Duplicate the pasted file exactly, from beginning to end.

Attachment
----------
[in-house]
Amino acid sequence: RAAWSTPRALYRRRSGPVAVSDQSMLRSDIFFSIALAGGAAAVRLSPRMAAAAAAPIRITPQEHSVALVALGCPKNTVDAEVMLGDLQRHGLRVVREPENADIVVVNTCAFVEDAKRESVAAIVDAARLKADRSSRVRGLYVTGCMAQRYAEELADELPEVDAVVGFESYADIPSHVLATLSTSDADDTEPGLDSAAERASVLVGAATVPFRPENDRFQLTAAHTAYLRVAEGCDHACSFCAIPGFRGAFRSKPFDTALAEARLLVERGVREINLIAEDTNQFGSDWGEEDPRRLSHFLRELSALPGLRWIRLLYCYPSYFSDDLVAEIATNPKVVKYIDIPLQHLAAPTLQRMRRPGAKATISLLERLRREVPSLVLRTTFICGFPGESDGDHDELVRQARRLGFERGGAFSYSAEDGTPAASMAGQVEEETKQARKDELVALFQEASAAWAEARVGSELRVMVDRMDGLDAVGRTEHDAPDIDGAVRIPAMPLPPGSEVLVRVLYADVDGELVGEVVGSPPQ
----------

[in-house]
Amino acid sequence: RAAWSTPRALYRRRSGPVAVSDQSMLRSDIFFSIALAGGAAAVRLSPRMAAAAAAPIRITPQEHSVALVALGCPKNTVDAEVMLGDLQRHGLRVVREPENADIVVVNTCAFVEDAKRESVAAIVDAARLKADRSSRVRGLYVTGCMAQRYAEELADELPEVDAVVGFESYADIPSHVLATLSTSDADDTEPGLDSAAERASVLVGAATVPFRPENDRFQLTAAHTAYLRVAEGCDHACSFCAIPGFRGAFRSKPFDTALAEARLLVERGVREINLIAEDTNQFGSDWGEEDPRRLSHFLRELSALPGLRWIRLLYCYPSYFSDDLVAEIATNPKVVKYIDIPLQHLAAPTLQRMRRPGAKATISLLERLRREVPSLVLRTTFICGFPGESDGDHDELVRQARRLGFERGGAFSYSAEDGTPAASMAGQVEEETKQARKDELVALFQEASAAWAEARVGSELRVMVDRMDGLDAVGRTEHDAPDIDGAVRIPAMPLPPGSEVLVRVLYADVDGELVGEVVGSPPQ